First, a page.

When your pet checks-in for their surgical procedure at Companion Animal Hospital, there are some pre-surgical options available we would like you to be aware of.
By reviewing this information, it will help expedite your pet’s check-in process.
Food & Water
Your pet should not be fed the morning of their procedure, but water is fine, (diabetic patients and rabbits are excluded from fasting – please feed as usual).
Please bring a list of current medications and/or supplements with the date and time of the last dose recorded, this includes over the counter supplements, vitamins, and topical medications.
If your pet is not current on their rabies vaccination and is healthy enough to respond to the vaccine, the vaccine will be given with the fee added to the invoice. If your pet is due in the next 3 months for any vaccines, we would recommend doing those the day of their surgery.
Some clients chose to have a microchip done at the time of anesthesia with routine spay or neuter procedures. This is a permanent form of identification that is implanted under your pet's skin. We use the AKC Companion Animal Recovery Microchip.
Most patients undergoing anesthesia will have an intravenous (IV) catheter pre-placed in their front leg. In case of an emergency, this allows venous access for more rapid administration of life saving drugs if needed. Your pet may go home with a green wrap on their leg which can be removed after being discharged.
With many procedures we will also give pain medication in the hospital and often send home medication to be given during the recovery process. Acupuncture may be part of your pet’s pain intraoperative management plan.
Procedures requiring anesthesia are always associated with a certain amount of risk, whether the patient is a person or a pet. Like you, we want to minimize that risk as much as possible. This requires a physical exam (if the pet has not been seen within the past few weeks) and pre-anesthetic testing. General anesthesia has become safer in recent years with newer drugs and better patient monitoring. However, some conditions may not be evident on a physical exam. To better ensure your pet’s safety during anesthesia, we advise the following pre-anesthetic tests to be performed, even for elective procedures such as dentistries. These procedures are recommended but not required. There are additional fees for these screenings.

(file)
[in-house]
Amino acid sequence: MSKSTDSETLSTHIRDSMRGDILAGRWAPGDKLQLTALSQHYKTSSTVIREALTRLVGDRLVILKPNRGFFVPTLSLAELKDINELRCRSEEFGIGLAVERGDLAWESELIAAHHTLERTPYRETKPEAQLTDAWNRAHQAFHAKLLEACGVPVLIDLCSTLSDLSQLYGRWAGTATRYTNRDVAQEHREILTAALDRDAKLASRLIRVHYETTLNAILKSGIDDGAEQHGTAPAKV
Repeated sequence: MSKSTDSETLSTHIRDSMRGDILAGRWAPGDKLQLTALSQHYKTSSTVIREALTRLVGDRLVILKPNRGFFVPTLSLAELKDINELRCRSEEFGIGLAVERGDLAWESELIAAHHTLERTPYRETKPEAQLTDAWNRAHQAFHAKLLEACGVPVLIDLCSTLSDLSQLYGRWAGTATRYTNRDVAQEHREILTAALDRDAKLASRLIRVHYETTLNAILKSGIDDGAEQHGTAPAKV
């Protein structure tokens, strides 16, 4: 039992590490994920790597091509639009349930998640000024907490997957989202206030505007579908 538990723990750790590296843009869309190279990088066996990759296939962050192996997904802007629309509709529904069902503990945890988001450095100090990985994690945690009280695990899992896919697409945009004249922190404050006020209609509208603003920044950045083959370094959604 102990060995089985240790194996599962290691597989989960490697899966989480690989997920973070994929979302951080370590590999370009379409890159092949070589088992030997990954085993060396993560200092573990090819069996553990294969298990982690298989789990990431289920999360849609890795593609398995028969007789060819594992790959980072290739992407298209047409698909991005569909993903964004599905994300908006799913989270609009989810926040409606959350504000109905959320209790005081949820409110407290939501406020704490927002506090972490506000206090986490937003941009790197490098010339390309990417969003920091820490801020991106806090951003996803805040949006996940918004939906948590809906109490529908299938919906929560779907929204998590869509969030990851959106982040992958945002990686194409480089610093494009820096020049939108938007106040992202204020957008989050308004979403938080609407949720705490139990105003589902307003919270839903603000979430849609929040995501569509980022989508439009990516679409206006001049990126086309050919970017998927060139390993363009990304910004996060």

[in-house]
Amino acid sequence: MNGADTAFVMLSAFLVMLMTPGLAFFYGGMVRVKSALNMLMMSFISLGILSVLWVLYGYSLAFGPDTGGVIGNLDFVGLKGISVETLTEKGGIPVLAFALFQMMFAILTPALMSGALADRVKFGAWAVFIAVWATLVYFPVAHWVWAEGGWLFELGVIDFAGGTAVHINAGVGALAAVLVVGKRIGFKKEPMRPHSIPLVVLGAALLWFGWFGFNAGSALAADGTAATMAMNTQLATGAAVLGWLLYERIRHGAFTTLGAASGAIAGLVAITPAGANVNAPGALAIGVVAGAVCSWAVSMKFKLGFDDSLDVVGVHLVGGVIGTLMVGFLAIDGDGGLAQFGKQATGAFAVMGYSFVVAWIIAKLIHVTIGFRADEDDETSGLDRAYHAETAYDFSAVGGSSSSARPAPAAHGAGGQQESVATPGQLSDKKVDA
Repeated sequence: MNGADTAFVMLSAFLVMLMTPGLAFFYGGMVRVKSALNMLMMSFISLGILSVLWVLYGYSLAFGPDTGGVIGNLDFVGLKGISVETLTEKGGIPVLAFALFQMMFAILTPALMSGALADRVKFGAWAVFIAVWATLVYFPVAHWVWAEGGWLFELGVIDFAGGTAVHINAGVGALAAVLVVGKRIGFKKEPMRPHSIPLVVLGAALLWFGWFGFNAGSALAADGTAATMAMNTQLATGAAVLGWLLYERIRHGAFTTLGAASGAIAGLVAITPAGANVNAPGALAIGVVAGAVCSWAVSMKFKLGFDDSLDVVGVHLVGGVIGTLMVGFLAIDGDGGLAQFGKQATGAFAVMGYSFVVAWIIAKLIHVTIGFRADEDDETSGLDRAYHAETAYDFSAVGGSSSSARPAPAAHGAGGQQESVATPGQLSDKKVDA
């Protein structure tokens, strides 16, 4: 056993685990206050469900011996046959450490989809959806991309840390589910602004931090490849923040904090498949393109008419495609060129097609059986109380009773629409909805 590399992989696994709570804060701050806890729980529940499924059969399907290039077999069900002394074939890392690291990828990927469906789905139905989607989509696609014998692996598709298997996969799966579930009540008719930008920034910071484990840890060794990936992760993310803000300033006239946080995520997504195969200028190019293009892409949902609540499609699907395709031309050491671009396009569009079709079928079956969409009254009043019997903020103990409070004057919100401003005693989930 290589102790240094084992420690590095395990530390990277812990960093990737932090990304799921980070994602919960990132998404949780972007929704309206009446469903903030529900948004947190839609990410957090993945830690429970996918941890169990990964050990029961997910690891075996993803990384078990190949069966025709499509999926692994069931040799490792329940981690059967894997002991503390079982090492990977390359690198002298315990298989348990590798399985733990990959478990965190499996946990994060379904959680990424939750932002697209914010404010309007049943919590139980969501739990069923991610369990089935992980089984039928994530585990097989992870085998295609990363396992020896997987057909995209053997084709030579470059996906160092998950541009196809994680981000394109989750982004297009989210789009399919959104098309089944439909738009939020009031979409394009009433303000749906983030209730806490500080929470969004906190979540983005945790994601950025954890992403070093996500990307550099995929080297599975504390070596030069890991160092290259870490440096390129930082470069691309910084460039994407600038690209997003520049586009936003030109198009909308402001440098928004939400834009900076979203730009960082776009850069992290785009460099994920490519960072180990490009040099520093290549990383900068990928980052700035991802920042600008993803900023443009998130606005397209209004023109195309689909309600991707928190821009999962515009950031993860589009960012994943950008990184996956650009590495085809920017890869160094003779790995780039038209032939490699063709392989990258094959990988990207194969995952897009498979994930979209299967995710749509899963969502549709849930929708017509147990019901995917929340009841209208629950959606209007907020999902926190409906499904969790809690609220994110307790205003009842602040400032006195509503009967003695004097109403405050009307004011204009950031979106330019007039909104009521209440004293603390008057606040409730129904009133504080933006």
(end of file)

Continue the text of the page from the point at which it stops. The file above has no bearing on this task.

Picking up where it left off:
If your pet is under 5 years of age and has no outward physical problems, we suggest a CBC, a feline leukemia / FIV test if a cat, or a heartworm check (with tick disease screening, such as Lyme disease) if a dog.
If your pet is over 5 years of age but less than 8 years with no outward physical problems, we suggest a CBC with a blood chemistry profile, a feline leukemia / FIV test if a cat, or a heartworm/tick disease screen if a dog.
If your pet is over 8 years of age, we suggest a CBC with a blood chemistry profile, a thyroid level if a cat, a heartworm/tick disease screen if a dog, and an ECG to check the heart.
Regarding mass removal or exploratory procedures, you have the option to submit tissue samples to a referral laboratory for further diagnostics such as staging and prognosis. We advise histopathology for most mass removals.
CPR & DNR
Anesthetic death is extremely rare, but in humans and animals alike it is always a risk while undergoing anesthesia. In this situation, we would initiate CPR and life-saving injections immediately. Sometimes, such as in the case of an older or more sick pet, a person may not wish for resuscitation attempts to be performed on their pet. For this reason, all clients will be asked at the time of surgery check-in about what to do in this rare but serious situation. Checking the DNR box would mean that if the heart would stop during anesthesia, no attempt would be made to do compression or give medication to restart the heart.